How—and how well—do food markets function in famine conditions? The controversy surrounding this question may benefit from historical perspective. Here we study two massive famines that struck France between 1693 and 1710, killing over two million people. In both cases the impact of harvest failure was exacerbated by wartime demands on the food supply; we ask whether the crises were exacerbated yet further by a failure of markets to function as they did in normal times. The evidence, we conclude, is most consistent with the view that markets in fact helped alleviate these crises, albeit modestly.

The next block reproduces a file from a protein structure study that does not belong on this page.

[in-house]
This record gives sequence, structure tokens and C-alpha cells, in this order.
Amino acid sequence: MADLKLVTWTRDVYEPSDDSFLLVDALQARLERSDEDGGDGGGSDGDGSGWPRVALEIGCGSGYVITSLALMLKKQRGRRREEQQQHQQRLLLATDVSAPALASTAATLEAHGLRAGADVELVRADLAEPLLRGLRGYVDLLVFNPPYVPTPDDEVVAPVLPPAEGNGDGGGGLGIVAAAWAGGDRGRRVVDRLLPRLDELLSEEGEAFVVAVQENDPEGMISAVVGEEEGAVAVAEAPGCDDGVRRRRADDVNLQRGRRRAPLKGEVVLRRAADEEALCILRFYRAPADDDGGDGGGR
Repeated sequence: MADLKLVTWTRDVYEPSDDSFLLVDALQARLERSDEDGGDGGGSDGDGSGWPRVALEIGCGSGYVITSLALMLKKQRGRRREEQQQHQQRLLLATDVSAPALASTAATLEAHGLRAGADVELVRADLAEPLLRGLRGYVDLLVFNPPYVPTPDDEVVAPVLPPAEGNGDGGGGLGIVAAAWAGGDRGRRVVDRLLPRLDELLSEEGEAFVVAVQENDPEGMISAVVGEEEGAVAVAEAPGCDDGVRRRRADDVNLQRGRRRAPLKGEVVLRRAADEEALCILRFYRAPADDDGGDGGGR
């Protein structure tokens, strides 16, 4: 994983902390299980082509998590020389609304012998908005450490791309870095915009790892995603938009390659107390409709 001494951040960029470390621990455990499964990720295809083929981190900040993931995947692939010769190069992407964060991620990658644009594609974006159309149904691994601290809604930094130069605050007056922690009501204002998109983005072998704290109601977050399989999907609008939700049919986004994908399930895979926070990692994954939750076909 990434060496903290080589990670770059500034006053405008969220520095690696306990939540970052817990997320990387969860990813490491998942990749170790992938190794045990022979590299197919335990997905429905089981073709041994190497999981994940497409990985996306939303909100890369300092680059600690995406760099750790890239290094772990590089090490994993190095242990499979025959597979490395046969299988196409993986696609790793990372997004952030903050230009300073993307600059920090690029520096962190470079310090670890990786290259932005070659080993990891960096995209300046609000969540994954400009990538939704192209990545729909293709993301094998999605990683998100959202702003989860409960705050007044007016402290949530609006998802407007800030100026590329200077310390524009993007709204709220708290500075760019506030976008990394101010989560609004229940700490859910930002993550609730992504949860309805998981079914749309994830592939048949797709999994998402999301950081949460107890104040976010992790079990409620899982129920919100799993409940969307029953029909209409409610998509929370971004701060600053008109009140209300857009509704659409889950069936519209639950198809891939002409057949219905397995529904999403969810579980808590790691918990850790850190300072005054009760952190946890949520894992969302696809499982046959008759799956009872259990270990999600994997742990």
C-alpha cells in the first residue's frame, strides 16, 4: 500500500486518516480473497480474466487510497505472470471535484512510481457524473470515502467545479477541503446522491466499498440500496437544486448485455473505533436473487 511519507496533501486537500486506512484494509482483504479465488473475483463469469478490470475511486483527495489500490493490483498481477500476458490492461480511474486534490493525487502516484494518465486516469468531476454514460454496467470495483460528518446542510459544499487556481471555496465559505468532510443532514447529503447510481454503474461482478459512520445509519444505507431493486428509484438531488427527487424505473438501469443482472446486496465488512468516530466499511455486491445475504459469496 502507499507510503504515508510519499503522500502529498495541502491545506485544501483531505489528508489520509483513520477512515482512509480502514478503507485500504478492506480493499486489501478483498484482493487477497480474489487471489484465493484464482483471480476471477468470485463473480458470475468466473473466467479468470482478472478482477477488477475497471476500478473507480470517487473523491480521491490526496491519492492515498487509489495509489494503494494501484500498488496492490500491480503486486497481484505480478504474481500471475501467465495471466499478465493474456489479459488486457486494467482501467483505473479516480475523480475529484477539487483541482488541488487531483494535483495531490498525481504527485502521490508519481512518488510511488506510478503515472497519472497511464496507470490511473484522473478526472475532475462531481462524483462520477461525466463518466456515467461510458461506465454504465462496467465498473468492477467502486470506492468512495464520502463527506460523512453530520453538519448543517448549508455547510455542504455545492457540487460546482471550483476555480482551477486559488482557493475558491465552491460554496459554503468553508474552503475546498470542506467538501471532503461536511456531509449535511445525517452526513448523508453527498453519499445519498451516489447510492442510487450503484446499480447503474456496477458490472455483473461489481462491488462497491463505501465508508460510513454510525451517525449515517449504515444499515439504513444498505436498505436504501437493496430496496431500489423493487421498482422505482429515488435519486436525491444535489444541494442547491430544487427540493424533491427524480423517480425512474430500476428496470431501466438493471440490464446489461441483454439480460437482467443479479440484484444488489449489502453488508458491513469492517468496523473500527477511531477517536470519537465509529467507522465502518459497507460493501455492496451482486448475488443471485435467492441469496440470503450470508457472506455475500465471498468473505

Aujourd'hui ces matières paraissent d'une telle aridité qu'elles provoquent le vide, même au sein du parlement, si par hasard on les y discute…On ne voit plus des écarts de prix comparables à ceux des grandes années de famine de la fin du règne de Louis XIV: 1693 et 1709.Germain Martin (French historian) in 1908
Email your librarian or administrator to recommend adding this journal to your organisation's collection.
* Views captured on Cambridge Core between September 2016 - 26th July 2017. This data will be updated every 24 hours.